Affect measures were grouped separately from indirect measures. For example, the item
trustworthy was counted as an affect measure, separate from trust behavior, an indirect measure.
If a study used a negative variant of an often-used positive item, the item was grouped with the
positive variant (e.g., unpleasant with pleasant). Indices used in multiple studies were counted as
separate index items and marked with the suffix -i (e.g., those developed by Bartneck et al.,
2009b; Ho and MacDorman, 2010, 2017; Schwind et al., 2018).
We then recorded or calculated effect sizes and effect size variances, labeling each with its
corresponding IV and DV. If a study used more than one IV or DV operationalization, each effect
size was recorded or calculated.
2.3 Data analysis
A random-effects model was selected for the meta-analysis because study populations and
designs differed and affect and indirect measures were used in combination with different
stimulus creation techniques. A three-level model was used with effect nested by study. The
meta-regression for moderation analysis was performed using a mixed-effects model. The model
was fitted by restricted maximum-likelihood estimation.
Effect size is reported here as Hedges’ g. The effect size, its 95% confidence interval, and the
number of measures from which it was derived, k, are all reported. Effect size is interpreted with
small = 0.20, medium = 0.50, and large = 0.80 thresholds.
If three or more conditions were compared, such as robot, android, and human, two separate g’s
were calculated: one for the posited descent from the first peak in Mori’s graph to the base of the
valley and the second for the posited ascent from the base of the valley to the second peak. For
convenience, the descent is denoted as the UV’s nonhuman side and the ascent as the UV’s
human side.
The definition of an influential effect was adopted from Viechtbauer and Cheung (2010), as
explained in the results section.
Moderator variables for the independent variable were the creation technique. Moderator
variables for the dependent variable were (separately) the side of the valley, side × valence
(positive or negative) × measure type (affect or indirect), affect measure, indirect measure, and
other construct. Finally, paper was used as a moderator variable.
2.3.1 Effect size calculation
The meta-analysis used the standardized mean difference and its variance. Hedges’ g was used to
correct for the positive bias of Cohen’s d in smaller studies,
  13
4df1, (1)
4df12, (2)
where df indicates the degrees of freedom (Borenstein et al., 2011). If a study did not report g, it
was calculated from the means and standard deviations or by converting another reported
measure of effect size. For within-group studies, which were the majority, dav and vav were used,
av 12
212, (3)
av 1
2, (4)
where n is the number of participants (Lakens, 2013). This approach leads to slightly wider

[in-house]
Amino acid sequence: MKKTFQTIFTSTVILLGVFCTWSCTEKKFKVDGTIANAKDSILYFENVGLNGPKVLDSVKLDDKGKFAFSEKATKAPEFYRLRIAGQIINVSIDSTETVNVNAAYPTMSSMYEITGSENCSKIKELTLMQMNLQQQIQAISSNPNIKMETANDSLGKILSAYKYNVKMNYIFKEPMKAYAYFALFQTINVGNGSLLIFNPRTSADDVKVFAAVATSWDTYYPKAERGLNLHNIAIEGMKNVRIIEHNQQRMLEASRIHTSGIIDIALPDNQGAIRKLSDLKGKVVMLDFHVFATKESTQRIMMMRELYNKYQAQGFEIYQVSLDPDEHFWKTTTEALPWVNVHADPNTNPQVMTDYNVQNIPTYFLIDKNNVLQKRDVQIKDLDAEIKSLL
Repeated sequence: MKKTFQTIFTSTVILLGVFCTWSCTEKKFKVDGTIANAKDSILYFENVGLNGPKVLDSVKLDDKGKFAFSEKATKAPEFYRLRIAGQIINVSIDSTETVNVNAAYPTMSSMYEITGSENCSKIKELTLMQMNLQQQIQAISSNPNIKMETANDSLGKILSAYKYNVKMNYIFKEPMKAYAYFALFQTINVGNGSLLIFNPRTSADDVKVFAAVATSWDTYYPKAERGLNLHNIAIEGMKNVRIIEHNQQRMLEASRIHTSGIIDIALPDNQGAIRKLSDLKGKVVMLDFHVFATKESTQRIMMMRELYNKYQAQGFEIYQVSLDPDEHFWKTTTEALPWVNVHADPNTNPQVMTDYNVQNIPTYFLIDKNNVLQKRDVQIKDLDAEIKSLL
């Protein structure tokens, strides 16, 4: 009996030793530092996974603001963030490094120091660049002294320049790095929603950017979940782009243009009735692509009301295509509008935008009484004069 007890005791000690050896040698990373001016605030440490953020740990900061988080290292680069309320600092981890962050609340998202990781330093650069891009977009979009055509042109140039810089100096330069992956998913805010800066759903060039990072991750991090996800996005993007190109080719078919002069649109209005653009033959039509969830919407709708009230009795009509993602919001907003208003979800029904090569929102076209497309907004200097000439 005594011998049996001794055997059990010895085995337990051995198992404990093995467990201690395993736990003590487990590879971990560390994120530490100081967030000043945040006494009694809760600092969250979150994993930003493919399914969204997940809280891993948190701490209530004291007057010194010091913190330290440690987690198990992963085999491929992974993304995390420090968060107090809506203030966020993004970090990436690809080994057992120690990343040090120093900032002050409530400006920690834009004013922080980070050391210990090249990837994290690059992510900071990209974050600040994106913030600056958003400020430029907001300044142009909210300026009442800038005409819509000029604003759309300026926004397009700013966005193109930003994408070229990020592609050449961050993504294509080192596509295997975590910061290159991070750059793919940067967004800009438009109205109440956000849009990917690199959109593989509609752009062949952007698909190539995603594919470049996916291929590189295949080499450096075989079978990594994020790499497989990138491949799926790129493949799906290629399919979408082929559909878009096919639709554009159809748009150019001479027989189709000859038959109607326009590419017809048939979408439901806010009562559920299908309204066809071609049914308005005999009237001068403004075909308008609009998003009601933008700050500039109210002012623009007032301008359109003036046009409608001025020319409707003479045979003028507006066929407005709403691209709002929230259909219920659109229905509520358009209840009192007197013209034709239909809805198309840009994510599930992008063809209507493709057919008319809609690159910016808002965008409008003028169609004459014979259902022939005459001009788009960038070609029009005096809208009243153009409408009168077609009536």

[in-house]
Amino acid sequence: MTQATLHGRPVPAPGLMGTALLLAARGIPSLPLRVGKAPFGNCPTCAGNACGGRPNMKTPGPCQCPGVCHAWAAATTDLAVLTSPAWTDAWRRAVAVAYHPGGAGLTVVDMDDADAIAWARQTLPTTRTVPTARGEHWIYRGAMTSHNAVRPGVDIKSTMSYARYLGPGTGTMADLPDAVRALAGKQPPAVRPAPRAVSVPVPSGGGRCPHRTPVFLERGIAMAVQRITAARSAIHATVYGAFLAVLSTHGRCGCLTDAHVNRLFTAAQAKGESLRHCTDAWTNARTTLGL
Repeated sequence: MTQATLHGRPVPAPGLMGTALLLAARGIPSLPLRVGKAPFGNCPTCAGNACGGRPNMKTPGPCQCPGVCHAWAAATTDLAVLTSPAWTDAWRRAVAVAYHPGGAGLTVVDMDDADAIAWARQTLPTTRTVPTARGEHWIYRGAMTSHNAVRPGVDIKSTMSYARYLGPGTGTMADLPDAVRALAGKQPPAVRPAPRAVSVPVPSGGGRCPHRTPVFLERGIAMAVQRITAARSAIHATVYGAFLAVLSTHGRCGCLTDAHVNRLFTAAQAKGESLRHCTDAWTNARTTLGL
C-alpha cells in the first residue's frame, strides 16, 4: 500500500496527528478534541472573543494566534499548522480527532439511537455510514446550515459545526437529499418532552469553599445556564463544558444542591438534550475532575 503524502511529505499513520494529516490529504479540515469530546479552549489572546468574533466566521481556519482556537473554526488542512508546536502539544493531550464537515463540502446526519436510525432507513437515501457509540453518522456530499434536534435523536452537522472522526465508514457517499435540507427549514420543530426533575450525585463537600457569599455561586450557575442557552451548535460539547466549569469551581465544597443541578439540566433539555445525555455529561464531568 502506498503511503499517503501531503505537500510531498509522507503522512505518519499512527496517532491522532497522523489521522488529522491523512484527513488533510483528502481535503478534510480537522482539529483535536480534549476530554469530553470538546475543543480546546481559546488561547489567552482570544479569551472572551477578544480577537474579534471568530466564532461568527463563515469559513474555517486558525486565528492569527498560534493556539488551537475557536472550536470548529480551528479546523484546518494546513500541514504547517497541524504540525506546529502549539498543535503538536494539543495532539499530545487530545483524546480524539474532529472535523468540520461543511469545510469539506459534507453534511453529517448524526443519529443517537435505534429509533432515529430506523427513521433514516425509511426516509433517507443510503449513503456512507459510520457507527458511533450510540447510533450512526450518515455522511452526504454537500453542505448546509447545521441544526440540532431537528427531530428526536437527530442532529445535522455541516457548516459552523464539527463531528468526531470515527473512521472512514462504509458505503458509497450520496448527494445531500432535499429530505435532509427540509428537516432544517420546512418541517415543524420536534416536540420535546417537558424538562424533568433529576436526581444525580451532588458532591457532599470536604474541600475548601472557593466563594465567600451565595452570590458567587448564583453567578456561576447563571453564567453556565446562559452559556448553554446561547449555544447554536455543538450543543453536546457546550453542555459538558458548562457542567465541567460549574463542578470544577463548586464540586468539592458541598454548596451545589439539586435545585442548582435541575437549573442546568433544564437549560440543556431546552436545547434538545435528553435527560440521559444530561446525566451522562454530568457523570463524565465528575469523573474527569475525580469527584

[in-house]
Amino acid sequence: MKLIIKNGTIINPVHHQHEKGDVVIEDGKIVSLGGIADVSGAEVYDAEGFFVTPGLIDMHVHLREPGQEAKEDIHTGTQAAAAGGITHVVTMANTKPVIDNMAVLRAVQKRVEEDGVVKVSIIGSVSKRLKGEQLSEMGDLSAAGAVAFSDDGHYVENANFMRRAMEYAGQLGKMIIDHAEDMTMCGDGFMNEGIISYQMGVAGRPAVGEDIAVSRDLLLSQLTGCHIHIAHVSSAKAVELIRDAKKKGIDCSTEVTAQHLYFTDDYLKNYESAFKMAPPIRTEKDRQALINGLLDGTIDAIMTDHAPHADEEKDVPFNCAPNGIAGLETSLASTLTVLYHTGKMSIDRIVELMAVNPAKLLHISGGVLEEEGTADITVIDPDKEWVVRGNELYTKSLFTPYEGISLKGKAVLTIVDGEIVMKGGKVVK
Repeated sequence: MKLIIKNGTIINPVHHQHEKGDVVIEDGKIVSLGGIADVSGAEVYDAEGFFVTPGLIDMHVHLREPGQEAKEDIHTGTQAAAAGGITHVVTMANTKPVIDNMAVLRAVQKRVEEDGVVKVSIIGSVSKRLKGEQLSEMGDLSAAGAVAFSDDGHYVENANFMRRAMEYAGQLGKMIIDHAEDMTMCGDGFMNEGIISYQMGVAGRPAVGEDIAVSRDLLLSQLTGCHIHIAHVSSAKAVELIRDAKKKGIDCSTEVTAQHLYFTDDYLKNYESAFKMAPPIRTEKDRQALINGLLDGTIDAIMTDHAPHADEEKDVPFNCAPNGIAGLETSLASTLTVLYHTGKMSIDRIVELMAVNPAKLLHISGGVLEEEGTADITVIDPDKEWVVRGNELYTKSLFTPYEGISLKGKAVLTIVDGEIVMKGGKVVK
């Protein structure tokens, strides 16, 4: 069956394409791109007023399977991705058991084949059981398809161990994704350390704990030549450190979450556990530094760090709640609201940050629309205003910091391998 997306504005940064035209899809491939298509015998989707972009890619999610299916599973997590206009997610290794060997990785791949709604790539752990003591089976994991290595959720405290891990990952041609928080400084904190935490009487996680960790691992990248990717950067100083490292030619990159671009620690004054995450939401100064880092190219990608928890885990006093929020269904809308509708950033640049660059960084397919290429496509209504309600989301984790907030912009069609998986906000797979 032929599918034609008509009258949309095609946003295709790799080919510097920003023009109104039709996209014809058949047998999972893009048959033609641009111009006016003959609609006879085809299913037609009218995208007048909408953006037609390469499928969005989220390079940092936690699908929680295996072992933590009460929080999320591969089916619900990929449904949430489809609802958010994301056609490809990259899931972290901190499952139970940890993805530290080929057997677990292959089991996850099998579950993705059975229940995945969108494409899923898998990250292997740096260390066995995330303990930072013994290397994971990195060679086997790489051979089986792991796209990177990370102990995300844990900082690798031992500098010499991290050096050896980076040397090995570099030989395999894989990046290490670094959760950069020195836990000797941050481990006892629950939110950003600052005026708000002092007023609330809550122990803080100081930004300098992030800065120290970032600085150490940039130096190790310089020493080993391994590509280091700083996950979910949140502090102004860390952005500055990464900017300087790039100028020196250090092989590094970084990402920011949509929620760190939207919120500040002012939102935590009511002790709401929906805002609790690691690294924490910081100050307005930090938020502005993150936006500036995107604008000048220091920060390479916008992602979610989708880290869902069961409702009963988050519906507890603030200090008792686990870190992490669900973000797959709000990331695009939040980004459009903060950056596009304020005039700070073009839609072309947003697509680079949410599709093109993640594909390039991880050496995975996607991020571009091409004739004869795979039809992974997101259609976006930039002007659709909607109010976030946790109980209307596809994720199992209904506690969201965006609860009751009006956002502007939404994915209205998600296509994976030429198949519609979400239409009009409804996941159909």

confidence intervals than d for repeated measures. However, the calculation of drm requires the
correlation between means, which no study reported. For ANOVAs, η2 was first calculated:
df1df2 (5)
Next, to calculate g, η2 was converted to d (Cohen, 1988):
  2η2
1η2 (6)
R2, Pearson’s r, and Cramér’s V were plugged into the same formula. For the t statistic, d was
calculated for between-groups studies by imputing r = 0.5 in the formula
  21
3 Results
The 72 studies in the meta-analysis employed 10 different stimulus creation techniques and 53
different measures, 39 of which were affect measures and 14 of which were indirect measures.
In total, 61 studies included affect measures, and 23 included indirect measures. The studies
ranged in size from 10 to 1,311 participants with a median size of 64.5 and an interquartile range
of 34 to 203.5. Of the 249 measured effects, 85 involve the nonhuman side of the UV, 71 involve
the human side, and 93 involve both sides simultaneously.
The three-level meta-analysis model, including two outliers, revealed that the UV effect had a
large effect size, g = 0.95 [0.76, 1.14], p < .001, k = 249, Akaike information criterion (AIC) =
724.92, QE(248) = 10241.38, p < .001, QM(1) = 93.30, p < .001. Excluding the two outliers,
discussed below, increased the effect size, g = 1.01 [0.80, 1.22], p < .001, k = 247.
3.1 Three-level model
The meta-analysis often draws multiple effect sizes from the same paper and even from the same
study. Thus, the effect sizes are not statistically independent (Cheung, 2019). To address this, we
investigated different three-level models.
The model with the lowest estimated prediction error, excluding outliers, has paper as its higher-
order grouping variable and effect as its nested lower-order grouping variable, QE(246) =
9725.21, p < .001, QM(1) = 88.53, p < .001. The model has lower estimated prediction error
(paper/effect: AIC = 675.17) than the other three-level models (study/effect: AIC = 683.05,
technique/effect: AIC = 714.85, measure/effect: AIC = 715.20). Its prediction error is significantly
lower than two-level models (effect: AIC = 717.57, p < .001, paper: AIC = 4915.67, p < .001). Of
the total variance, 38.53% is between-paper heterogeneity, 60.34% is within-paper heterogeneity
(total I² = 98.87), and 1.13% is sampling error.
3.2 Bias
Figure 4(a) shows a funnel plot of effect sizes against their standard errors for meta-analysis.
Since standard error is inversely proportional to sample size, larger studies appear at the top and
smaller studies at the bottom. In the absence of bias, sampling error should distribute effect sizes
randomly but symmetrically about their weighted mean. In the funnel plot, however, the effect
sizes tend to increase with their standard errors. A regression test with standard error as the
predictor variable and Hedges’ g as the outcome variable indicated significant funnel plot